All of the proposed congressional district maps — Apple, Cedar, Maple and Juniper — would produce a slight 7-6 Democratic majority, according to estimates produced by the commission's consultants. There is currently a 7-7 split, but Michigan is losing a district because of population growth in other states.
Those maps will advance to the public hearing period, along with any other individual commissioner submissions, for a series of five hearings. The duration of that public hearing phase — initially scheduled to include nine public hearing dates — has been among the decisions critiqued by groups who argued the public should be afforded more time to consider the maps.
"One of the challenges in this process is just the sheer fact that this final part of drawing maps and weighing in on maps has just been so constricted," said Branden Snyder, executive director for the progressive group Detroit Action.
He spoke alongside leaders of the state NAACP and League of Women Voters during a Monday press conference that urged commissioners to consider Promote the Vote maps and feedback from the voting rights groups.
Yvonne White, president for the Michigan NAACP, added: "If they’re not listening to comments being made during the second round of the hearings and up until the second round of maps is approved, then they’re not doing their job."
Balancing map priorities
Three qualifications commissioners must consider — compliance with the Voting Rights Act, communities of interest and partisan fairness — have caused the most headaches for the group as the measures can be loosely defined and, at times, in opposition to each other.
For example, in Detroit, where the voting population is majority Black, commissioners attempted to "unpack" the African American population so it wasn't confined into a few specific districts.
In 2019, a federal judicial panel found the state's current maps were gerrymandered to "historical proportions" and that the current boundaries diluted the weight of Democratic voters by "packing or cracking" them into certain districts.
Cracking is the process of spreading a party's supporters thinly across districts so their votes count for less and are generally cast for losing candidates. And packing is a process in which map drawers concentrate a party's supporters into certain, limited districts so their influence is contained and doesn't spread outside those areas.
But some Detroit leaders are already complaining this reform commission went too far in an effort to unpack Detroit-area districts.
Sen. Adam Hollier, a Black Democratic lawmaker from Detroit, plans to hold a Tuesday press conference to urge changes to the maps. Where currently there are 17 majority Black districts in Michigan across the 161 state House, state Senate and congressional districts, there are none under the proposed new maps. This means there is a higher likelihood of fewer Black lawmakers making it through the primaries.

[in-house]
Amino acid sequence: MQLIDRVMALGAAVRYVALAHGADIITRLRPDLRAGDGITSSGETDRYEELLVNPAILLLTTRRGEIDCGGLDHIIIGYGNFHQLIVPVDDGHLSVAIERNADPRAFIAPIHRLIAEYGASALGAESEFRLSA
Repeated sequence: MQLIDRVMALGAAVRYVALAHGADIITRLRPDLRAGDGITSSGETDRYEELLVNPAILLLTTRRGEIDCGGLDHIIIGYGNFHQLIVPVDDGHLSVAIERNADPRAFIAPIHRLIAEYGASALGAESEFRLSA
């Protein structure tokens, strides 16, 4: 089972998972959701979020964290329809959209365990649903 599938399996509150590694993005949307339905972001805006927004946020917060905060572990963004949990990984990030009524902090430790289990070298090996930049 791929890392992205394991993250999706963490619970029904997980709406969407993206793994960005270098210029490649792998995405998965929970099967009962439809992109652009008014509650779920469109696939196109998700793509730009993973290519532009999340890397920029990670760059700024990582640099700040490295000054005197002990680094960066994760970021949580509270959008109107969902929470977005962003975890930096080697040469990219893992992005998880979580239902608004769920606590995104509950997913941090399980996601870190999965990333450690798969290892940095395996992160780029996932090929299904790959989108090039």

"They drew the city of Detroit into districts that Detroiters will not win and Black people will not win because a majority of the voter base are in suburban communities, particularly in primaries where Democratic races are decided,” Hollier said in a statement.
The Detroit lawmaker wants to mobilize lawmakers, voters and community leaders to urge commissioners to redraw the Detroit area maps.
"The commission has done a really good job of responding to the feedback of people who testify," Hollier said. "Now, Detroiters need to stand up.”
Hollier's concerns are likely to continue playing out in the coming days, as the public urges a balance between keeping communities together and avoiding packing in certain districts, said Hemond, the Democratic consultant.
"I don’t think it will be just Detroit," Hemond said. "There’s this tension between creating competitive districts and keeping cities whole.”
Others, including White with the NAACP and Daunt with FAIR Maps, noted the commission has struggled to balance communities of interest and partisan fairness.
"They seem to be really disregarding the community of interest issue, which is listed No. 3 in terms of priority, and they're sort of jettisoning that in favor of this sort of nebulous idea of partisan fairness," Daunt said, arguing that the consequence is meandering district lines that search for diverse populations to balance out voting numbers.
"They're creating districts that really start to look ridiculous and mimic in many ways the districts Voters Not Politicians used so effectively to pass this proposal in 2018," he said.
Oct. 20, TCF Center, Detroit
Oct. 21, Lansing Center, Lansing
Oct. 22, Venue to be determined, Grand Rapids
Oct. 25, Treetops Resort, Gaylord
Oct. 26, Dort Center, Flint